THE BLOG

Washington Watch: Week 14

05/07/2013 01:18 pm ET | Updated Jul 07, 2013

Washington Watch is a weekly look at President Obama's second term -- and related news on the national scene. For prior weeks of Washington Watch visit: Our-Gov.com

This past week saw the release of data sure to affect our daily lives and our voting for years to come!

The first report concerns Obamacare -- aka the Affordable Care Act (ACA) or Health Care Reform. The Republicans use the term 'Obamacare' derisively; however during the 2012 campaign many Democrats embraced it as showing "Obama Cares." Nevertheless, whatever you call it, as we discussed a few weeks ago -- there is still little information on the ACA that is making its way to the masses.

It seems many do not know THE AFFORDABLE CARE ACT IS LAW and its major provisions will be implemented SOON!

This past week, Kaiser released its April Health Tracking poll with the heading:

Six Months Before Open Enrollment Begins, Many Americans Remain Unaware Of, Or Confused About, The Affordable Care Act As Federal and State Officials, Community Organizations and Advocates Gear Up For Consumer Information and Assistance Efforts.

The summary of findings includes:

  • Four in ten Americans (42 percent) are unaware that the ACA is still the law of the land, including 12 percent who believe the law has been repealed by Congress, 7 percent who believe it has been overturned by the Supreme Court and 23 percent who say they don't know enough to say what the status of the law is.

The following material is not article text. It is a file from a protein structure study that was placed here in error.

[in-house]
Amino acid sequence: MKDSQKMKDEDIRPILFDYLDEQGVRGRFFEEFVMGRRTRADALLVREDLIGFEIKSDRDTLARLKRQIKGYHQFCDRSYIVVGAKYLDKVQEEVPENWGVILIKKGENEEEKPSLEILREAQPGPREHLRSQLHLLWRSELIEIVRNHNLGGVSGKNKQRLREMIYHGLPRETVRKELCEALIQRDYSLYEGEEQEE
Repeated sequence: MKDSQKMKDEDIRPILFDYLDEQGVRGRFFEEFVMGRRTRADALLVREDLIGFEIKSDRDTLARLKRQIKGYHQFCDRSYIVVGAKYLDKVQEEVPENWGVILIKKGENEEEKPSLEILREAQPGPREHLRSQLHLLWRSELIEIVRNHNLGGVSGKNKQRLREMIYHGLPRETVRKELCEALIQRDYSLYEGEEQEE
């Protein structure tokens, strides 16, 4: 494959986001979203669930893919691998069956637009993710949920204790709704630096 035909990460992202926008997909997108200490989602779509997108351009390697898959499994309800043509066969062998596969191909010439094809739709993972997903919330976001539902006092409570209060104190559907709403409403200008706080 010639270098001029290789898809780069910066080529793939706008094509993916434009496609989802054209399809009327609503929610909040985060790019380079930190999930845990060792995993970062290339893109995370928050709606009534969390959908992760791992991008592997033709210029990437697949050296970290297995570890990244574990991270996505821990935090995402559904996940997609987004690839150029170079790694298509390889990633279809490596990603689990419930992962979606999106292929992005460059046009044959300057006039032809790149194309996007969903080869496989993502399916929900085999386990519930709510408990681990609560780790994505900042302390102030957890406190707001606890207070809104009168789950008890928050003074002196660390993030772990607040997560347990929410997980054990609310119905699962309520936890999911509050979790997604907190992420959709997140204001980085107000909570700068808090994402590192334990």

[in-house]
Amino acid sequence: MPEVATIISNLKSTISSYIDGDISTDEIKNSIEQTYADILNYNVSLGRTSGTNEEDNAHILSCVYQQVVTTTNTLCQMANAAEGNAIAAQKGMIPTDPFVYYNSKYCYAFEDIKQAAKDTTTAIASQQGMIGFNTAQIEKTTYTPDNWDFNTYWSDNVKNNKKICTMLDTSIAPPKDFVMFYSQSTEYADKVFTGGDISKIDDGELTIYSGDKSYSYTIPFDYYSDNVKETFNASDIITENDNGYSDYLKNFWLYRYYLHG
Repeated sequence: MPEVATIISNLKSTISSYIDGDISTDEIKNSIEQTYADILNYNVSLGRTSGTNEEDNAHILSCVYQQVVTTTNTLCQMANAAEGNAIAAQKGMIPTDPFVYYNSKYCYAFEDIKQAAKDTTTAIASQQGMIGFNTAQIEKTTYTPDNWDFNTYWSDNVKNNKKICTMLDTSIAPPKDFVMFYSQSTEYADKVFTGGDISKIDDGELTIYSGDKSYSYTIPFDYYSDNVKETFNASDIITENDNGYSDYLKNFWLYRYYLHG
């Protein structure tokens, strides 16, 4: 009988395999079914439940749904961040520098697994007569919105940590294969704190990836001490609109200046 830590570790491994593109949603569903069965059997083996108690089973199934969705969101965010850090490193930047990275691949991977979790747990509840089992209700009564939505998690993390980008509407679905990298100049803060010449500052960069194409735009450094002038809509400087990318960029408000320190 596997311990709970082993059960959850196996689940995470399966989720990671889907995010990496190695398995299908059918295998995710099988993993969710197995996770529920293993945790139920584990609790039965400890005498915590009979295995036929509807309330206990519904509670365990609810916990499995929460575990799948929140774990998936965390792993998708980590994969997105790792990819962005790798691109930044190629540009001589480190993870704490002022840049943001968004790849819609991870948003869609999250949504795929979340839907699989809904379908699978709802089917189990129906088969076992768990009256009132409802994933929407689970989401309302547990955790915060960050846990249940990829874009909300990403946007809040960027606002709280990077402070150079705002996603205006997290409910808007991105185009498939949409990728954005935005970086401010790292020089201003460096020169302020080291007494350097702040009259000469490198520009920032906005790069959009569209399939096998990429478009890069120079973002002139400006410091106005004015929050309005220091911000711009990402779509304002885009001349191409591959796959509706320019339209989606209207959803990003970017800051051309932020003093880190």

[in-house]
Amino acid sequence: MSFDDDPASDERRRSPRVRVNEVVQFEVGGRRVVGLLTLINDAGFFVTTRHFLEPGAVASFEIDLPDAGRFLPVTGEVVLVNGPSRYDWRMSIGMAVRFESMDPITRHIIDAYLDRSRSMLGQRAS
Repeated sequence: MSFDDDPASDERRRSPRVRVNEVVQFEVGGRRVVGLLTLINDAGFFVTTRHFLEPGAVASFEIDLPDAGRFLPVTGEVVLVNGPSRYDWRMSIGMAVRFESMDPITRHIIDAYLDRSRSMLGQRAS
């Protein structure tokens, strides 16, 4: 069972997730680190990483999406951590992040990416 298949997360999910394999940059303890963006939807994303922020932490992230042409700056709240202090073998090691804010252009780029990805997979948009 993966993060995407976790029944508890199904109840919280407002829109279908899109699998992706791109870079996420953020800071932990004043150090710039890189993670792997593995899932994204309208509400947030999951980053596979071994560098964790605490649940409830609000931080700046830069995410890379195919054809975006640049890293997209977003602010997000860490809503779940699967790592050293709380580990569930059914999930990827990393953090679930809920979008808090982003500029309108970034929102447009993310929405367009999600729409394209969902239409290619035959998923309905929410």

• About half the public (49 percent) says they do not have enough information about the health reform law to understand how it will impact their own family.
  • The share of the public that says they lack enough information to understand how the ACA will affect their family is higher among the two groups the law is likely to benefit most -- the uninsured (58 percent of whom say they lack enough information) and low-income households (56 percent).
  • When it comes to where they are getting information about the law, Americans most commonly cite friends and family (named by 40 percent), "newspapers, radio news or other online news sources" (36 percent), and cable news (30 prcent). About one in ten report getting information from a health insurer, a doctor, an employer, or a non-profit organization. Similar shares say they have gotten information from "federal agencies such as the Department of Health and Human Services" (9 percent) or "state agencies such as your state Medicaid office or health department" (8 percent).

Obamacare is sure to be a point of contention in the 2014 and 2016 campaigns. Some expect the president's own party to do their usual duck and cover on this issue as reported by Politico in an article entitled: Democrats fret over Obamacare as 2014 looms.

The Hill quotes one of the bill's writers, Senator Max Baucus (D-Mont), who said:

"I just see a huge train wreck coming down," he told Health and Human Services Secretary Kathleen Sebelius at a Wednesday hearing. "You and I have discussed this many times, and I don't see any results yet."